Take the tumor example. Tumors don’t ordinarily grow in nice neat little balls inside the body, just waiting to be sliced away and stored in formaldehyde or used in a macabre match of bocce. Instead, they ooze between other tissues. They spread tendrils through organs and hop from one body part to another, like some kind of inner-space kudzu. To cut out the tumor, you’ve got to cut other stuff, too. And it’s not always clear which bits are which until the globs of flesh are sliced thin, slapped on microscope slides and diagnosed by a pathologist.

Even normal tissues have the same problem. Say you’re a brain researcher, because you’re a smart cookie and a Futurama fan and you don’t want to rely on Philip J. Fry to save the universe some day. That’s kind of a weird path to a career choice, but hey, it’s your life. Who am I to judge?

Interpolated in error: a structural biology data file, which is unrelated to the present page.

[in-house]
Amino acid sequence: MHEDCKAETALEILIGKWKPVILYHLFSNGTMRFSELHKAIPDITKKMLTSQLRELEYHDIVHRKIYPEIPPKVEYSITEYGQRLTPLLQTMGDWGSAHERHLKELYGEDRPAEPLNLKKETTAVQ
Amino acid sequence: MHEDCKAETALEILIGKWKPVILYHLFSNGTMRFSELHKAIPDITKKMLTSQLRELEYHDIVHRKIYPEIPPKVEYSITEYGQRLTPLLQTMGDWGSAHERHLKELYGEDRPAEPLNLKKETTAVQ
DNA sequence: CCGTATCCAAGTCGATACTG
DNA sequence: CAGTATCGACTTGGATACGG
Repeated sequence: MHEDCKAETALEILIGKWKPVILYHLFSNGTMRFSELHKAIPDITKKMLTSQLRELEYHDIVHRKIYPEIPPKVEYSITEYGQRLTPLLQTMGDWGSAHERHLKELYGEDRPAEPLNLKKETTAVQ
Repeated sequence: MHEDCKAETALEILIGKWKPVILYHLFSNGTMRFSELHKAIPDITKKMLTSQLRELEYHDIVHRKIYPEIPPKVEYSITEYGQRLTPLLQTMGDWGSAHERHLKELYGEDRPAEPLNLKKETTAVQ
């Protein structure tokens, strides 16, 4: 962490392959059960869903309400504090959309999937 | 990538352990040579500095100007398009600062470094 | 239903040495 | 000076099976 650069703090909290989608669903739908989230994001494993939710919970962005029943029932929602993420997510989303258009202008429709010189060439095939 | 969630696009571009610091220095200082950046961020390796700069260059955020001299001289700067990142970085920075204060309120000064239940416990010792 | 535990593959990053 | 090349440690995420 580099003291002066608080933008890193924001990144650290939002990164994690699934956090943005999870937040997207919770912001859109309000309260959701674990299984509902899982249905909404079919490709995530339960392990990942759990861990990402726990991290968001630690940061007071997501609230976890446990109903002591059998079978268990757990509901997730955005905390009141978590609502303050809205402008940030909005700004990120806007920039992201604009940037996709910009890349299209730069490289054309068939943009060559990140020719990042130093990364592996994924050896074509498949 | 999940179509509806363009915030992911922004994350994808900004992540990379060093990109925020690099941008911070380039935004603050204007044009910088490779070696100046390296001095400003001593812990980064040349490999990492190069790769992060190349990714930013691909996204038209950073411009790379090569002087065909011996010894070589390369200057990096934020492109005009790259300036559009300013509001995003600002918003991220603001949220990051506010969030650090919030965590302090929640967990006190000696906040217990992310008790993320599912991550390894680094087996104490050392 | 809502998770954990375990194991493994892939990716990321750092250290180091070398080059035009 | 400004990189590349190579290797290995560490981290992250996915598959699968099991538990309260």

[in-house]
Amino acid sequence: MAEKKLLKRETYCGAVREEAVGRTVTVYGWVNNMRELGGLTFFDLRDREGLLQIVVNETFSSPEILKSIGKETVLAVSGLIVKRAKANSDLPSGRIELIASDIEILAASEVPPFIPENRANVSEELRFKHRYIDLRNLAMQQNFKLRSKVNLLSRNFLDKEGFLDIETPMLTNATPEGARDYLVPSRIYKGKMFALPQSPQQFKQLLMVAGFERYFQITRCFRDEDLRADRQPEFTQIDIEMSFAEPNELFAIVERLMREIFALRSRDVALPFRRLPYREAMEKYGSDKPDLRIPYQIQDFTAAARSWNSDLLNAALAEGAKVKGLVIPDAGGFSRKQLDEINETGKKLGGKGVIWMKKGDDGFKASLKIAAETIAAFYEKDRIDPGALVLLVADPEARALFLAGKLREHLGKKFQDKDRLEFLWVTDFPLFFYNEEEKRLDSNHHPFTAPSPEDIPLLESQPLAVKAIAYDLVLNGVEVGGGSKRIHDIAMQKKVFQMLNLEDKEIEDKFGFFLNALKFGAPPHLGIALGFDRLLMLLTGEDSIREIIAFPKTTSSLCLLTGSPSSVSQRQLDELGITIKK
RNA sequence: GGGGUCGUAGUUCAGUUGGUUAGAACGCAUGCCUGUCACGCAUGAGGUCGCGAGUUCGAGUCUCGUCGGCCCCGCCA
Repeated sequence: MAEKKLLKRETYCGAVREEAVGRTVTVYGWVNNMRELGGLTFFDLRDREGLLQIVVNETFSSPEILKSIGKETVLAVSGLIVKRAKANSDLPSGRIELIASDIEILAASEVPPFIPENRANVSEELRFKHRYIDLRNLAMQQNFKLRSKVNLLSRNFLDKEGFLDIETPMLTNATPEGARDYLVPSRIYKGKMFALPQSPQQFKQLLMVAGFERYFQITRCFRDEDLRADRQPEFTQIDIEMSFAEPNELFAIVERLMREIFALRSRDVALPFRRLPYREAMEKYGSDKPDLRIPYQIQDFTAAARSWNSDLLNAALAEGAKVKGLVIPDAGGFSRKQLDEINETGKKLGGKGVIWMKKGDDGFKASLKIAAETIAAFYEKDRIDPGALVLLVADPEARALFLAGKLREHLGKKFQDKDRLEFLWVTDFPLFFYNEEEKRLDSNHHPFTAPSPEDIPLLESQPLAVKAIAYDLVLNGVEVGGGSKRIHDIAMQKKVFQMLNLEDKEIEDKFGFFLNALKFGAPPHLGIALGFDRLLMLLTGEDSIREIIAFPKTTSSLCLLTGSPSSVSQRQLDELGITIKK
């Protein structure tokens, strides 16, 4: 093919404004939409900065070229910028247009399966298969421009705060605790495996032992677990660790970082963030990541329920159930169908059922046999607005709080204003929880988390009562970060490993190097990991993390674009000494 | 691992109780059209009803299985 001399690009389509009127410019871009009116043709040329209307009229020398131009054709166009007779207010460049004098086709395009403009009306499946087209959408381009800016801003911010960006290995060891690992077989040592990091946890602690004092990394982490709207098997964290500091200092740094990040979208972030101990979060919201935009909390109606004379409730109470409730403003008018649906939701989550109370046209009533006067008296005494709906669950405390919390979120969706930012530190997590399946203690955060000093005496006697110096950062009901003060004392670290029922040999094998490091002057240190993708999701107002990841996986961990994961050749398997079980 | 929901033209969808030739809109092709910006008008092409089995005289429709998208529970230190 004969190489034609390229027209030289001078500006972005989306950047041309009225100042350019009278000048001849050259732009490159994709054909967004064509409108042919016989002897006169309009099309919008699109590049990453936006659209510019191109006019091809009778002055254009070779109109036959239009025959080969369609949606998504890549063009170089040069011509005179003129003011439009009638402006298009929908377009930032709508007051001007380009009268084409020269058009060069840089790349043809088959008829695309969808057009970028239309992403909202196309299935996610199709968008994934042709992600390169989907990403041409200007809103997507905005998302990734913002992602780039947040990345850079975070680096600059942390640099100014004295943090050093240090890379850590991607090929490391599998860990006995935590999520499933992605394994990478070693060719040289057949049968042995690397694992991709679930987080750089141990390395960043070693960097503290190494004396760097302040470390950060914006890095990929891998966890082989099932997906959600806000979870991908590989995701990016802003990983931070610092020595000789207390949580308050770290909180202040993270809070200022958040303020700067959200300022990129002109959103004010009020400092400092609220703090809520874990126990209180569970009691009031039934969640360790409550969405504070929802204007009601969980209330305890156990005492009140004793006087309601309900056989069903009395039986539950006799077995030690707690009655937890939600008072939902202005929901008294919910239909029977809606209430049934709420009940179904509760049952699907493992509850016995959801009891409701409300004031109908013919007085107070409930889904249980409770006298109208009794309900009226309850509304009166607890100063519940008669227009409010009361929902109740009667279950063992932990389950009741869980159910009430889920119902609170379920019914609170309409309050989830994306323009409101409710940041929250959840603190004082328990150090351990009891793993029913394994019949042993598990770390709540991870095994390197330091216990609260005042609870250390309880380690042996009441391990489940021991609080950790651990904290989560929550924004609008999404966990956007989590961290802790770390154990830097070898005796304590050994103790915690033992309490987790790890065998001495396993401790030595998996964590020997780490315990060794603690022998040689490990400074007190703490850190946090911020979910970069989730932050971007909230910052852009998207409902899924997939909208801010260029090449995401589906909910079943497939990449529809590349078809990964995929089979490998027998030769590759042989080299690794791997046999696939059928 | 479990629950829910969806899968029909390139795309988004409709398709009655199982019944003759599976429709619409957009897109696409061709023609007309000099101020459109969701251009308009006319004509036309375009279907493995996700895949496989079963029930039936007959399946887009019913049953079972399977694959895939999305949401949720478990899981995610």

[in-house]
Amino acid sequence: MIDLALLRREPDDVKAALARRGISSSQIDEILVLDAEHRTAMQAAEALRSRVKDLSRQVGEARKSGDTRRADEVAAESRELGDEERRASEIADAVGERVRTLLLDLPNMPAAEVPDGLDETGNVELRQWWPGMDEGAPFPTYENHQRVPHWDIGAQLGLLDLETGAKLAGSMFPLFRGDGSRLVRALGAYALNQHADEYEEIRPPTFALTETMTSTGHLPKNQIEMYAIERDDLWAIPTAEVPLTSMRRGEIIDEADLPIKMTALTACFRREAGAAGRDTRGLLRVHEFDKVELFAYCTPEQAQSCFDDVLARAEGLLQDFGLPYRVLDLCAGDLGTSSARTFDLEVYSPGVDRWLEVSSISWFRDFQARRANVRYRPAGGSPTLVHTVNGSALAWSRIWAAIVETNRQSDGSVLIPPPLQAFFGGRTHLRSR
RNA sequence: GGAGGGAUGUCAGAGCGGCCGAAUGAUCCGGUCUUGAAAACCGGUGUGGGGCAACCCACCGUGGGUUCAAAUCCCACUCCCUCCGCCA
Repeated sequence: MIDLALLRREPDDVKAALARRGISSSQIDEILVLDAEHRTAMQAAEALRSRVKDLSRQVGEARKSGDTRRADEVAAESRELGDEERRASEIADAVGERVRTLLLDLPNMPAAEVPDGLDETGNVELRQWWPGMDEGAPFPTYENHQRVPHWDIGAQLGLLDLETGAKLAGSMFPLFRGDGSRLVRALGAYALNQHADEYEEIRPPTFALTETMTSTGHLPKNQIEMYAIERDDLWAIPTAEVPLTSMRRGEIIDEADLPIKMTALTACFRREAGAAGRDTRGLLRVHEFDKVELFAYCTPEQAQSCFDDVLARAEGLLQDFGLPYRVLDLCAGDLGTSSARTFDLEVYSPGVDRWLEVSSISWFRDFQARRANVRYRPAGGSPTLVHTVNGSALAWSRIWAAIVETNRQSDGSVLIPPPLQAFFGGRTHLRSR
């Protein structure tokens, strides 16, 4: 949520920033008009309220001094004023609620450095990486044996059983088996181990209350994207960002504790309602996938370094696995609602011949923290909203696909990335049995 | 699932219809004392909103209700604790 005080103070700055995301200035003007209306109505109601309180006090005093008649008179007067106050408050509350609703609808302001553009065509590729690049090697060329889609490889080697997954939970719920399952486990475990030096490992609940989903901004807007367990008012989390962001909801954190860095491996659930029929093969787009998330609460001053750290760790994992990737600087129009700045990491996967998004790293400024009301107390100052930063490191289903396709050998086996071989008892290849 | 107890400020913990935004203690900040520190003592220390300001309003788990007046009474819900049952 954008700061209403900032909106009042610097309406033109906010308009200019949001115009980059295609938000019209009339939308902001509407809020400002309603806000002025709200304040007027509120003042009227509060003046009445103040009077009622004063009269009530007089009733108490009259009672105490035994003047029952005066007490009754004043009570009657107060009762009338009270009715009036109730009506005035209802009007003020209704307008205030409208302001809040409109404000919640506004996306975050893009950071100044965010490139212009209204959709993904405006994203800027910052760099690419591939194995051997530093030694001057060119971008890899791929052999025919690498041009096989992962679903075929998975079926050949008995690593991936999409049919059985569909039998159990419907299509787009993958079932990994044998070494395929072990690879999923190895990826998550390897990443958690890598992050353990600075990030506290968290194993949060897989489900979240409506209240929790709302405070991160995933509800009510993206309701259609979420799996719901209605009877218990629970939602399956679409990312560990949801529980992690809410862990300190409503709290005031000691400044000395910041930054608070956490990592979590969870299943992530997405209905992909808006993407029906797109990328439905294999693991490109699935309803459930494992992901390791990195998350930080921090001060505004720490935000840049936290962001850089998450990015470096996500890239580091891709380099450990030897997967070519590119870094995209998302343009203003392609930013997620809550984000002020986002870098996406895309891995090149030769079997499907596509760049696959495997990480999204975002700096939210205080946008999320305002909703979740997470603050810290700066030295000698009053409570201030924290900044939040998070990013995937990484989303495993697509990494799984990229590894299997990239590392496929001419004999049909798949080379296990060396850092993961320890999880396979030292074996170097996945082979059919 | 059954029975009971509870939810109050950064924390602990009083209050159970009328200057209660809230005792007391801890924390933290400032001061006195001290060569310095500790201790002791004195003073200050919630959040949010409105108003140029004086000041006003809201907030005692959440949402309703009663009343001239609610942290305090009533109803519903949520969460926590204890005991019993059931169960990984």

Anyway, you might want to study neurons pulled from the brains of lab mice or rats. But in that same brain sample are cells of other types. Glial cells. Skull cells, if you’re a little careless with the scalpel. Liver cells, if you’re a lot careless. The point is, to identify the neurons — and just the neurons — you’ll probably have to slice the tissue up, make some slides and find them under the microscope.

The question is: then what?

For decades, scientists could go through the procedures above and figure out that this sample over here was thirty percent pure for the cells they wanted, and that sample over there was ninety percent pure. But if they wanted to study those cells — pull out DNA or RNA or proteins and see what made them tick — they had no way to get rid of the contaminating schmutz scattered around them.